Existing Home Sales, Prices Up in Some Places

Existing home sales and prices both bumped upward in some, but hardly all, U.S. metro markets in 4Q09, according to the National Association of Realtors in a report on Thursday.

February 12, 2010
By Dees Stribling, Contributing Editor

Courtesy Flickr Creative Commons user ulybug

Existing home sales and prices both bumped upward in some, but hardly all, U.S. metro markets in 4Q09, according to the National Association of Realtors in a report on Thursday. The organization chalked up the relative strength of the market to the new-buyer tax credit and continuing low interest rates.

Compared with 4Q08–when the world was fairly much in panic mode–existing homes were up 27.2 percent in 4Q09, totaling 6.03 million units (counting both single-family houses and condos). Compared with the previous quarter, fourth-quarter sales were up 13.9 percent. The NAR noted that distressed properties accounted for 32 percent of all 4Q09 transactions, down from 37 percent during the last quarter of 2008.

Sixty-seven out of 151 U.S. metropolitan statistical areas reported higher median single-family home prices during 4Q09 than a year earlier. One MSA was unchanged and 84 metro areas saw price declines. The ever-optimistic NAR chief economist Lawrence Yun said in a statement that “with inventory levels trending down over the past 18 months, we expect broadly balanced housing market conditions in much of the country by late spring with more areas showing higher prices.”

COP Says CRE to Sink Community Banks

On the commercial side of things, the Congressional Oversight Panel, which is the body reviewing the $700 billion bailout, released a more pessimistic report on Thursday. The panel fears especially for the fate of many of the nation’s community banks, which are tied to underwater commercial real estate loans so tightly that the banks will be pulled under too.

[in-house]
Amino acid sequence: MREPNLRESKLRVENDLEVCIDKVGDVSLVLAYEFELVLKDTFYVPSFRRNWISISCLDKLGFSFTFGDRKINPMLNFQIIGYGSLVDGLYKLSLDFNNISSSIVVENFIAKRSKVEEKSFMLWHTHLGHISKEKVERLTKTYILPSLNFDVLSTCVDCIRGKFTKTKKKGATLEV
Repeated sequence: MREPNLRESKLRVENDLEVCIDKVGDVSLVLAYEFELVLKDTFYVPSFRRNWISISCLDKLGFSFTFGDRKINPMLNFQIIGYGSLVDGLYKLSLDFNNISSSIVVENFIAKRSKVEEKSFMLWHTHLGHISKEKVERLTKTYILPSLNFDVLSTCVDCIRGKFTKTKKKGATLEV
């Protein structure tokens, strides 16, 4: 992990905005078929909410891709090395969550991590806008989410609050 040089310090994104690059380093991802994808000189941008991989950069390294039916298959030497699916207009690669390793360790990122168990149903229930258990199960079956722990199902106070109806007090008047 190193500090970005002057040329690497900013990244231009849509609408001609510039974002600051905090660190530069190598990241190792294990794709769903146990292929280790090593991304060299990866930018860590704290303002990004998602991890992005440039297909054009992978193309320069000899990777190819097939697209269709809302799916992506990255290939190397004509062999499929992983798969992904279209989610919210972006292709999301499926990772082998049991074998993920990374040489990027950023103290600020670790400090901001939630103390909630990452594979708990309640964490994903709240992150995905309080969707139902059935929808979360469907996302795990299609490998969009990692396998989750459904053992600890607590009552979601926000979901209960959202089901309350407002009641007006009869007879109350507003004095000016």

The report noted that about $1.4 trillion in CRE loans will need to be refinanced between now and 2014. About half of that total are underwater. Some estimates (such as by Deutsche Bank) say that about 65 percent of CRE loans are un-refinanceable under new-normal and much tougher underwriting standards.

What to do about the problem? For starters, the panel’s chairwoman, Elizabeth Warren, wants the U.S. Department of the Treasury to do stress tests on smaller banks, something like Treasury did with 19 of the largest banks last year. Treasury Secretary Timothy Geithner is resisting that idea as “impractical.”

LEED Platinum Freezer/Cooler Under Way

Despite the prolonged CRE slump, interest in sustainable development and the LEED certification process haven’t died off. Ground was broken on Thursday on the South Side of Chicago for an unusual example: a 91,000-square-foot freezer/cooler distribution center that will seek LEED Platinum certification, the highest level.

The facility, which will be occupied by Testa Produce Inc., is on 13 acres at the Stockyards Industrial Park and will be built by Summit Design + Build. It will include a large wind turbine to co-generate electricity, hot water solar panels, PV solar panels, a green roof, rainwater harvesting and daylight harvesting, among other environmentally friendly features.

Is it still worth it to go for LEED in these trying times? Martha Jungenberg, SSA 13 program director of the Stockyards Industrial Park, asserted to CPE that it is.

“In the long run, building a LEED-certified facility is a cost-effective business decision,” she said. “The energy savings alone justify the investment, and a company’s brand and company reputation will be elevated in the eyes of its customers and other stakeholders. We hope to attract more LEED development to the Stockyards Industrial Park in the years to come.”

Wall Street seemed to be happy on Thursday that the EU sort-of committed to bail out Greece, with the Dow Jones Industrial Average gaining 105.81 points, or 1.05 percent, while the S&P 500 was up 0.97 percent and the Nasdaq advanced 1.38 percent.